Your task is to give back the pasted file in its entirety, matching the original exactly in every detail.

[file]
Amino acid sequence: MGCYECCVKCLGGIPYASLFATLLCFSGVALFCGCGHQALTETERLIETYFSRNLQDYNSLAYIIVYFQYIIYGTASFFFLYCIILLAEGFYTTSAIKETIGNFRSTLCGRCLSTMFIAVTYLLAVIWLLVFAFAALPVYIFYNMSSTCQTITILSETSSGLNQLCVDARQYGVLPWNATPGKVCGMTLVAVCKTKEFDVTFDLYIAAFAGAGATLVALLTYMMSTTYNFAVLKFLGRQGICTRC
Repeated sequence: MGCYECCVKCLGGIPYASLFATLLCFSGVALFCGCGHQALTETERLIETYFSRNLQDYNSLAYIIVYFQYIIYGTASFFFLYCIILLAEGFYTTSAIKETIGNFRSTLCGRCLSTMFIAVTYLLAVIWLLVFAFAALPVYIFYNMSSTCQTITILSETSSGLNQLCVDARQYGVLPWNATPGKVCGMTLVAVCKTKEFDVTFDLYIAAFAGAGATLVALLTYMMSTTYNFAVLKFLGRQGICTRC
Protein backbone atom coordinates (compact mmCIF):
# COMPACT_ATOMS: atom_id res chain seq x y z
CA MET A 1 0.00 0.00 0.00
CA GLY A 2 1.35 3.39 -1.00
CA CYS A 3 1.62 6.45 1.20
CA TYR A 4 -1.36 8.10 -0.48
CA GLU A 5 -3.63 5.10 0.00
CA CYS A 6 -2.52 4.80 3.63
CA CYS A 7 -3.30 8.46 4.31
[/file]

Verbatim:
Amino acid sequence: MGCYECCVKCLGGIPYASLFATLLCFSGVALFCGCGHQALTETERLIETYFSRNLQDYNSLAYIIVYFQYIIYGTASFFFLYCIILLAEGFYTTSAIKETIGNFRSTLCGRCLSTMFIAVTYLLAVIWLLVFAFAALPVYIFYNMSSTCQTITILSETSSGLNQLCVDARQYGVLPWNATPGKVCGMTLVAVCKTKEFDVTFDLYIAAFAGAGATLVALLTYMMSTTYNFAVLKFLGRQGICTRC
Repeated sequence: MGCYECCVKCLGGIPYASLFATLLCFSGVALFCGCGHQALTETERLIETYFSRNLQDYNSLAYIIVYFQYIIYGTASFFFLYCIILLAEGFYTTSAIKETIGNFRSTLCGRCLSTMFIAVTYLLAVIWLLVFAFAALPVYIFYNMSSTCQTITILSETSSGLNQLCVDARQYGVLPWNATPGKVCGMTLVAVCKTKEFDVTFDLYIAAFAGAGATLVALLTYMMSTTYNFAVLKFLGRQGICTRC
Protein backbone atom coordinates (compact mmCIF):
# COMPACT_ATOMS: atom_id res chain seq x y z
CA MET A 1 0.00 0.00 0.00
CA GLY A 2 1.35 3.39 -1.00
CA CYS A 3 1.62 6.45 1.20
CA TYR A 4 -1.36 8.10 -0.48
CA GLU A 5 -3.63 5.10 0.00
CA CYS A 6 -2.52 4.80 3.63
CA CYS A 7 -3.30 8.46 4.31